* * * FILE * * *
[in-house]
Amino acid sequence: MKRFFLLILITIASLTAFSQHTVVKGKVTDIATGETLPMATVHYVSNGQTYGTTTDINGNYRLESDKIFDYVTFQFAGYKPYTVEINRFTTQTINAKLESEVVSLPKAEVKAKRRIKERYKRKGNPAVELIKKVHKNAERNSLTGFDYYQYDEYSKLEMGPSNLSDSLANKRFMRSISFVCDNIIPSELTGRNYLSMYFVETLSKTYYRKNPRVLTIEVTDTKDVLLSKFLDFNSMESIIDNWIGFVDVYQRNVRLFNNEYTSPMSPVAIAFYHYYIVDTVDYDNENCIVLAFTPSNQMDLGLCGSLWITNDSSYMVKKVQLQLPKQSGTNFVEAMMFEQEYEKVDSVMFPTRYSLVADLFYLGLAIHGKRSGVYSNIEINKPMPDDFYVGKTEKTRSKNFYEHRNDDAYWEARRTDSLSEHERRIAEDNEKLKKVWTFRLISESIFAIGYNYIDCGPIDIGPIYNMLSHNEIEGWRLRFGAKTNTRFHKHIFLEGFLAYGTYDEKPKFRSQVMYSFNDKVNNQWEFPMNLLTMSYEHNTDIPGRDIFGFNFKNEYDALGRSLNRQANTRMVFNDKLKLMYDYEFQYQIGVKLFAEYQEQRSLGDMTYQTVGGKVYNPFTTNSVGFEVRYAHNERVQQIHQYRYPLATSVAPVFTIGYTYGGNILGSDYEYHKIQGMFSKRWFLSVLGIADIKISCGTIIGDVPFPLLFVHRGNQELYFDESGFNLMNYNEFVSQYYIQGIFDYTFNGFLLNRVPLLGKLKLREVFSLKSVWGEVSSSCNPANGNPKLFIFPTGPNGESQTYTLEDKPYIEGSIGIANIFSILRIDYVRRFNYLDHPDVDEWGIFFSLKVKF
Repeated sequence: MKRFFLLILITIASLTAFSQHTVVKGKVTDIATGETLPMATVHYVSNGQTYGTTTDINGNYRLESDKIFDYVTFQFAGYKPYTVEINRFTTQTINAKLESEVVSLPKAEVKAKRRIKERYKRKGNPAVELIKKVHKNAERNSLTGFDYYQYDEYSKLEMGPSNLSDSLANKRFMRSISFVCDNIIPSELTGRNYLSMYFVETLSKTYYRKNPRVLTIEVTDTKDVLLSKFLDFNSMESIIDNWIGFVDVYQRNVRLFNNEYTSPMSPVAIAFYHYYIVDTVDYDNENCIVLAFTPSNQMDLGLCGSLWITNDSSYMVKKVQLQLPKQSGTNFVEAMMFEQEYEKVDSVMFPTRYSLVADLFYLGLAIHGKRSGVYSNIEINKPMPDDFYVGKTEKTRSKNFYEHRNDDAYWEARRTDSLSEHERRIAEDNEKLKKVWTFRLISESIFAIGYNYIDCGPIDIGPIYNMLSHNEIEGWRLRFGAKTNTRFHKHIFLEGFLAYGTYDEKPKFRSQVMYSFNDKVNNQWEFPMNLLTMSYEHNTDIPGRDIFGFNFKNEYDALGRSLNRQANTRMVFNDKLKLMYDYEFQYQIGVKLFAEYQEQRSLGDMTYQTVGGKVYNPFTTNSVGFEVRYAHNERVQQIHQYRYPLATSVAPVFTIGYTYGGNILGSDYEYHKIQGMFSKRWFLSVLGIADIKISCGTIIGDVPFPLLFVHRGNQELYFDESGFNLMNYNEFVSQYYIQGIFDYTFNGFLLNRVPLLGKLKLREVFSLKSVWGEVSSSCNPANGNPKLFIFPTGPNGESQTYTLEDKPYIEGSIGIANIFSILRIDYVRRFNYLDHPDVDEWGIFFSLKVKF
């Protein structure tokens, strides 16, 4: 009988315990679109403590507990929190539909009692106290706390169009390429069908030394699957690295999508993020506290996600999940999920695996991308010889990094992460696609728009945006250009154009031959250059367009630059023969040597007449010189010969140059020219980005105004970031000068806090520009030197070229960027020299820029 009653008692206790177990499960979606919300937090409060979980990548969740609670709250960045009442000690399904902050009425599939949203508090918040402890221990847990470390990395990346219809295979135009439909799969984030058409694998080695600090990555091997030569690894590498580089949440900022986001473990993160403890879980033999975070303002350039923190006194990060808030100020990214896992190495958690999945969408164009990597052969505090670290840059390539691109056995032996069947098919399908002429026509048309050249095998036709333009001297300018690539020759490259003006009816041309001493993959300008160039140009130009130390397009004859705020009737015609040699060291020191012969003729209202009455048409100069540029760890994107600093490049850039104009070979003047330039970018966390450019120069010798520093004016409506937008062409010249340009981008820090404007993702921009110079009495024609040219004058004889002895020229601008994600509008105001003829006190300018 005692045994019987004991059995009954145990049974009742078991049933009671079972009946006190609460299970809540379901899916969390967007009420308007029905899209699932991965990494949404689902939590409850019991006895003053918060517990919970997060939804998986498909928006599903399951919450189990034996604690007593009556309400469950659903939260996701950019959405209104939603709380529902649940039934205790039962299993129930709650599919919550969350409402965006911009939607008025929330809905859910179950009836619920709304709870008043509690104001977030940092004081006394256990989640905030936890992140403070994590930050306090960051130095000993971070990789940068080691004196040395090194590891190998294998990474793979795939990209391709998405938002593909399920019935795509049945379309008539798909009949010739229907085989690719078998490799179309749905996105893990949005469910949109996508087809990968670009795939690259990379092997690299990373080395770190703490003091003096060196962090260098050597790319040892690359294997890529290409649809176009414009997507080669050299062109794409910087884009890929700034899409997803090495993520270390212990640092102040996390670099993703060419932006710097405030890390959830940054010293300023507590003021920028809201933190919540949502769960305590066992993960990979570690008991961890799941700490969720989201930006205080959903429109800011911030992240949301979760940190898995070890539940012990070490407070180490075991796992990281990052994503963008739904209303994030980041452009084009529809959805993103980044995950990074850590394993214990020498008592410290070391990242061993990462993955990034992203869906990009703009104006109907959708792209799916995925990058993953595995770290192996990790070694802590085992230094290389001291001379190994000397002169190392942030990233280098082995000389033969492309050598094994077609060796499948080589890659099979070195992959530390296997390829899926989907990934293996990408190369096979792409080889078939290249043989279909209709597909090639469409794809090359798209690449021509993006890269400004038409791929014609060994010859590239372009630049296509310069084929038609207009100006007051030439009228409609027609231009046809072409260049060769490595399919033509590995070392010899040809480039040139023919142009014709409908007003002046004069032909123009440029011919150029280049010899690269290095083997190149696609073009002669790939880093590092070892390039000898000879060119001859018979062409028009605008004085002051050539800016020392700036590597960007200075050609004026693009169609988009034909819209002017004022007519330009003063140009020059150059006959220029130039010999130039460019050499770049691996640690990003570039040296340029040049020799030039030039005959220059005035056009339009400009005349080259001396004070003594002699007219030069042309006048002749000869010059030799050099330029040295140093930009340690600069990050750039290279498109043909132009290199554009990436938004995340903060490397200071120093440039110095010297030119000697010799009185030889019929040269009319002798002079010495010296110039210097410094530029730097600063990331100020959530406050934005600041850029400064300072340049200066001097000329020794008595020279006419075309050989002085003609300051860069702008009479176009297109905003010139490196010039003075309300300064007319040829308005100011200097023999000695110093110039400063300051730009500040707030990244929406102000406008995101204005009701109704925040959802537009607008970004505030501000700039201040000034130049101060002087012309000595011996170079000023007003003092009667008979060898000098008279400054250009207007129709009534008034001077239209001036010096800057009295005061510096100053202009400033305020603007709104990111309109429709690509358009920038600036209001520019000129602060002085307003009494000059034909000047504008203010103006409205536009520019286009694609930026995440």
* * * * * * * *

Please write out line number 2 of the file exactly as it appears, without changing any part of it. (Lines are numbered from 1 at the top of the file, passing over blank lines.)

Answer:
Amino acid sequence: MKRFFLLILITIASLTAFSQHTVVKGKVTDIATGETLPMATVHYVSNGQTYGTTTDINGNYRLESDKIFDYVTFQFAGYKPYTVEINRFTTQTINAKLESEVVSLPKAEVKAKRRIKERYKRKGNPAVELIKKVHKNAERNSLTGFDYYQYDEYSKLEMGPSNLSDSLANKRFMRSISFVCDNIIPSELTGRNYLSMYFVETLSKTYYRKNPRVLTIEVTDTKDVLLSKFLDFNSMESIIDNWIGFVDVYQRNVRLFNNEYTSPMSPVAIAFYHYYIVDTVDYDNENCIVLAFTPSNQMDLGLCGSLWITNDSSYMVKKVQLQLPKQSGTNFVEAMMFEQEYEKVDSVMFPTRYSLVADLFYLGLAIHGKRSGVYSNIEINKPMPDDFYVGKTEKTRSKNFYEHRNDDAYWEARRTDSLSEHERRIAEDNEKLKKVWTFRLISESIFAIGYNYIDCGPIDIGPIYNMLSHNEIEGWRLRFGAKTNTRFHKHIFLEGFLAYGTYDEKPKFRSQVMYSFNDKVNNQWEFPMNLLTMSYEHNTDIPGRDIFGFNFKNEYDALGRSLNRQANTRMVFNDKLKLMYDYEFQYQIGVKLFAEYQEQRSLGDMTYQTVGGKVYNPFTTNSVGFEVRYAHNERVQQIHQYRYPLATSVAPVFTIGYTYGGNILGSDYEYHKIQGMFSKRWFLSVLGIADIKISCGTIIGDVPFPLLFVHRGNQELYFDESGFNLMNYNEFVSQYYIQGIFDYTFNGFLLNRVPLLGKLKLREVFSLKSVWGEVSSSCNPANGNPKLFIFPTGPNGESQTYTLEDKPYIEGSIGIANIFSILRIDYVRRFNYLDHPDVDEWGIFFSLKVKF